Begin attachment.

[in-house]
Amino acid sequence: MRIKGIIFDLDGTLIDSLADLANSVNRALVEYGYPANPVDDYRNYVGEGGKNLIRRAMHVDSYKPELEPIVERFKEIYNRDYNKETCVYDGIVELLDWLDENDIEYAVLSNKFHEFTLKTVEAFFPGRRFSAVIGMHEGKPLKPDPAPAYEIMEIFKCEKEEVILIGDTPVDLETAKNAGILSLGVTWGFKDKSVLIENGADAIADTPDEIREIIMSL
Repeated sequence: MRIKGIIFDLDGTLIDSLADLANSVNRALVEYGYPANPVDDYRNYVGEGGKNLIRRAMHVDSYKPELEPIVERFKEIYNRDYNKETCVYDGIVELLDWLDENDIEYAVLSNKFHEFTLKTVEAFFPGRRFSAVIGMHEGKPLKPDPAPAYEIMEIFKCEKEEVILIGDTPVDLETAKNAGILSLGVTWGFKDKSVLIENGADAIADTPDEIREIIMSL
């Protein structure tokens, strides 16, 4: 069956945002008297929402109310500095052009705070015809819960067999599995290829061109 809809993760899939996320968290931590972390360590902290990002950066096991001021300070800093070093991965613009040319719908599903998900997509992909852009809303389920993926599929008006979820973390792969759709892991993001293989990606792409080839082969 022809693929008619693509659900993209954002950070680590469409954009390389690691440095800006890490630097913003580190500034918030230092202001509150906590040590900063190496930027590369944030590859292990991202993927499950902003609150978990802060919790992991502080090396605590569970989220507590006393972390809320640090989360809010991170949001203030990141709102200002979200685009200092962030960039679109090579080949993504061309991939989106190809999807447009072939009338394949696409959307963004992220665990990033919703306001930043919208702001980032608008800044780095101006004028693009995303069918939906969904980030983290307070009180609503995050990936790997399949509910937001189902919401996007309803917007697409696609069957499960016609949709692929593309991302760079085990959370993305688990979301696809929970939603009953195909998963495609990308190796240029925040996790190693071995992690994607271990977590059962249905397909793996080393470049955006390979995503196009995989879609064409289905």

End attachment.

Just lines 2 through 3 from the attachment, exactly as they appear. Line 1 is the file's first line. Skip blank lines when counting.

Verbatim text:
Amino acid sequence: MRIKGIIFDLDGTLIDSLADLANSVNRALVEYGYPANPVDDYRNYVGEGGKNLIRRAMHVDSYKPELEPIVERFKEIYNRDYNKETCVYDGIVELLDWLDENDIEYAVLSNKFHEFTLKTVEAFFPGRRFSAVIGMHEGKPLKPDPAPAYEIMEIFKCEKEEVILIGDTPVDLETAKNAGILSLGVTWGFKDKSVLIENGADAIADTPDEIREIIMSL
Repeated sequence: MRIKGIIFDLDGTLIDSLADLANSVNRALVEYGYPANPVDDYRNYVGEGGKNLIRRAMHVDSYKPELEPIVERFKEIYNRDYNKETCVYDGIVELLDWLDENDIEYAVLSNKFHEFTLKTVEAFFPGRRFSAVIGMHEGKPLKPDPAPAYEIMEIFKCEKEEVILIGDTPVDLETAKNAGILSLGVTWGFKDKSVLIENGADAIADTPDEIREIIMSL